1. All the cout statements are dummy codes. In the real program instead of counts I'll pass the values of four locations to a function.

2. Array is PxPx(U-L+1) = 2x2x(1--1+1) = 2x2x3

3. Let me explain the 3d matrix I have
when z=-1
a b
c d

e f
g h

i j
k l

So I want all possible combinations of P*P (which is 4 in this example) out of the total values (which is 12 in this example).
example set 1 - abcd
example set 2 - abch
example set 1 - abcl

More than one item alone the same z line not permitted
so there can't be combinations of 4 as follows
invalid example 1 - abce (because both a and e are in the same line alone z axis)
invalid example 1 - abfd (because both b and f are in the same line alone z axis)

hope I clarified things enough :-)
posted by WizKid at 11:00 AM on February 14, 2011

So I want all possible combinations of P*P (which is 4 in this example) out of the total values (which is 12 in this example).

This doesn't follow. Are you excluding combinations such as a-f-g-l on purpose, or accidentally? If you intend to include those, there are 81 combinations (3^4), not 12.
posted by fritley at 11:51 AM on February 14, 2011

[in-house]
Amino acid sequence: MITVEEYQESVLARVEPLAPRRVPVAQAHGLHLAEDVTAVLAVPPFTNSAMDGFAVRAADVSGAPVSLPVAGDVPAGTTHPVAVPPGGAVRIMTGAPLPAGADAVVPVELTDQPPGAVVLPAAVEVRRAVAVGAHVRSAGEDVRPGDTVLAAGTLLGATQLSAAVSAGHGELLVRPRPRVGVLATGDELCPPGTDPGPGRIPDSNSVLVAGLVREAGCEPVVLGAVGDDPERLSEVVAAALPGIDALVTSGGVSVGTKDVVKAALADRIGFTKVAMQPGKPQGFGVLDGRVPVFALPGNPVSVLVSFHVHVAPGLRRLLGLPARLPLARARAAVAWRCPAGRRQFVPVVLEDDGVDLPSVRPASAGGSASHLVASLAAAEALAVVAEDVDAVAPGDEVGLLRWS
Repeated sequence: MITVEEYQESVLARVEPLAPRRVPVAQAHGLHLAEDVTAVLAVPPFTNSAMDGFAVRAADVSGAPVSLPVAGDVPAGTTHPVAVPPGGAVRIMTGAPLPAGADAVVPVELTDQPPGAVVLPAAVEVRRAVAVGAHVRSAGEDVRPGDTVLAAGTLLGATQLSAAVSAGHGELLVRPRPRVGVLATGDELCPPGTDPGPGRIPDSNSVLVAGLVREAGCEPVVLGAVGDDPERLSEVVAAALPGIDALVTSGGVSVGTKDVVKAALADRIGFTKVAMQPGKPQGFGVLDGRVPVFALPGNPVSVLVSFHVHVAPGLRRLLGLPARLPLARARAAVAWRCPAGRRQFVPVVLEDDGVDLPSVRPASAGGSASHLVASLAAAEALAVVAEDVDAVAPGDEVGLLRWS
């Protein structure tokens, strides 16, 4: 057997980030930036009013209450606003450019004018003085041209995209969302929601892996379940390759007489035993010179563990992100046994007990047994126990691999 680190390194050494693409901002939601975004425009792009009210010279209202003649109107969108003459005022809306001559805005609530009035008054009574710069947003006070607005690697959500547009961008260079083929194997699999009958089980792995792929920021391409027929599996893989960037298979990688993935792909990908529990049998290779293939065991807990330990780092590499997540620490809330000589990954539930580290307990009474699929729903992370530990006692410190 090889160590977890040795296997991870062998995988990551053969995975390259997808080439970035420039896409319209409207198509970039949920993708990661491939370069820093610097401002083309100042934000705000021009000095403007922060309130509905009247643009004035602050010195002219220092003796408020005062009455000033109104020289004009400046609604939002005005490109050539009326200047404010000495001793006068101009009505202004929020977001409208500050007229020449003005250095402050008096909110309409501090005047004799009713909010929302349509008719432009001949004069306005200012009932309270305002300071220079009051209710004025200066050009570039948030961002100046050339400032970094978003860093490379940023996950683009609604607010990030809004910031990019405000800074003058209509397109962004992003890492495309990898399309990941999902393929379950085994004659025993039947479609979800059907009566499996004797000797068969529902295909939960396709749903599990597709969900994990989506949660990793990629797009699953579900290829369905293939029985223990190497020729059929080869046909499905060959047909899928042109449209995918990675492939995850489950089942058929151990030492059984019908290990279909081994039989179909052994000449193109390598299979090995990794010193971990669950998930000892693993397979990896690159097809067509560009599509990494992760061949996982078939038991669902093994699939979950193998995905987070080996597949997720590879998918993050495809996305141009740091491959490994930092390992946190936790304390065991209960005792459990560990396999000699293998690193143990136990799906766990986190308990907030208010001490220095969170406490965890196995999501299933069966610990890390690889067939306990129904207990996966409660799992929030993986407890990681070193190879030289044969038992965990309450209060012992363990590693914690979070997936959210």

Response by poster: a-f-g-l is a valid combination. I just gave few examples.
Yes, In this scenario I should get a total of 81 sets of 4 locations.
posted by WizKid at 11:56 AM on February 14, 2011

Best answer: OK, then the four nested loops (that some have tried to post, with varying success) is the obvious iterative answer, but only if P=2. If you want to support varying P, have you considered using a recursive algorithm? Notice how your example could have been written

a b c d
e f g h
i j k l

i.e. you really have a 2d problem, not a 3d problem. If you recurse by column, you end up with a base case


to which the answer is of course


At the next level up, you will take each of d h l and prepend c, then prepend g to each, then k to each:

c d
c h
c l
g d
g h
g l
k d
k h
k l

Notice I have 3^2 answers now; In two more levels you'll have your 81 answers.
posted by fritley at 12:21 PM on February 14, 2011

Response by poster: @fritley
I think you got it :-)
Thanks for the answer.

I'll give it a try. if you can give me a start with the algorithm that would be great
posted by WizKid at 12:44 PM on February 14, 2011

Well I think that is a pretty full description of the algorithm I wanted to explain... Do you have a question about it?
posted by fritley at 12:55 PM on February 14, 2011

Best answer: Here's some code. Rewrite sample_function() to do whatever you need done. As written it does what your starting example does, both by printing out the operation and by actually doing the additions.

Run with command line arguments: P L U ( just the numbers: ./main.exe 2 -1 1 )

Get the whole project if you have git installed with this command:

git clone git://
posted by metadave at 1:06 PM on February 14, 2011

Response by poster: @fritley
Thanks. I'll look at it and let you know if I have any questions

Thanks for the code. I'll give it a try
posted by WizKid at 1:23 PM on February 14, 2011